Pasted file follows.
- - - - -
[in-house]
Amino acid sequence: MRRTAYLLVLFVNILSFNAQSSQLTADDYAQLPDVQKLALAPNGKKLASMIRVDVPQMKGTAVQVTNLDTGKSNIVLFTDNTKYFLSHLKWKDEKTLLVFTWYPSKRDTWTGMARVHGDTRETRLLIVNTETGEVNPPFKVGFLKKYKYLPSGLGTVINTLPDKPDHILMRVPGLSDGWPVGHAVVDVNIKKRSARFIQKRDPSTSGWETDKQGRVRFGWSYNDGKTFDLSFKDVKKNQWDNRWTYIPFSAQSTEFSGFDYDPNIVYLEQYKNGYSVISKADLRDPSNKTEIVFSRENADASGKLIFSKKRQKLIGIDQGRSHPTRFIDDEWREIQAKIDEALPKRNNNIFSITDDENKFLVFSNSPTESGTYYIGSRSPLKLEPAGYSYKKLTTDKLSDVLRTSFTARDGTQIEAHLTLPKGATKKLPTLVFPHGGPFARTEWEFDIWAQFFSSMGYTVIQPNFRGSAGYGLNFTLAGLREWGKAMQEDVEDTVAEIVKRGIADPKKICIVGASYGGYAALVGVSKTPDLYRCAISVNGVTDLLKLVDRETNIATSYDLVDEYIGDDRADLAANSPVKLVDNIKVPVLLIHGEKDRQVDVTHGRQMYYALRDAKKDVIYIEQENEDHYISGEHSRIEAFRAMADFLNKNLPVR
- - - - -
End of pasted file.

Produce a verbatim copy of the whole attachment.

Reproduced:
[in-house]
Amino acid sequence: MRRTAYLLVLFVNILSFNAQSSQLTADDYAQLPDVQKLALAPNGKKLASMIRVDVPQMKGTAVQVTNLDTGKSNIVLFTDNTKYFLSHLKWKDEKTLLVFTWYPSKRDTWTGMARVHGDTRETRLLIVNTETGEVNPPFKVGFLKKYKYLPSGLGTVINTLPDKPDHILMRVPGLSDGWPVGHAVVDVNIKKRSARFIQKRDPSTSGWETDKQGRVRFGWSYNDGKTFDLSFKDVKKNQWDNRWTYIPFSAQSTEFSGFDYDPNIVYLEQYKNGYSVISKADLRDPSNKTEIVFSRENADASGKLIFSKKRQKLIGIDQGRSHPTRFIDDEWREIQAKIDEALPKRNNNIFSITDDENKFLVFSNSPTESGTYYIGSRSPLKLEPAGYSYKKLTTDKLSDVLRTSFTARDGTQIEAHLTLPKGATKKLPTLVFPHGGPFARTEWEFDIWAQFFSSMGYTVIQPNFRGSAGYGLNFTLAGLREWGKAMQEDVEDTVAEIVKRGIADPKKICIVGASYGGYAALVGVSKTPDLYRCAISVNGVTDLLKLVDRETNIATSYDLVDEYIGDDRADLAANSPVKLVDNIKVPVLLIHGEKDRQVDVTHGRQMYYALRDAKKDVIYIEQENEDHYISGEHSRIEAFRAMADFLNKNLPVR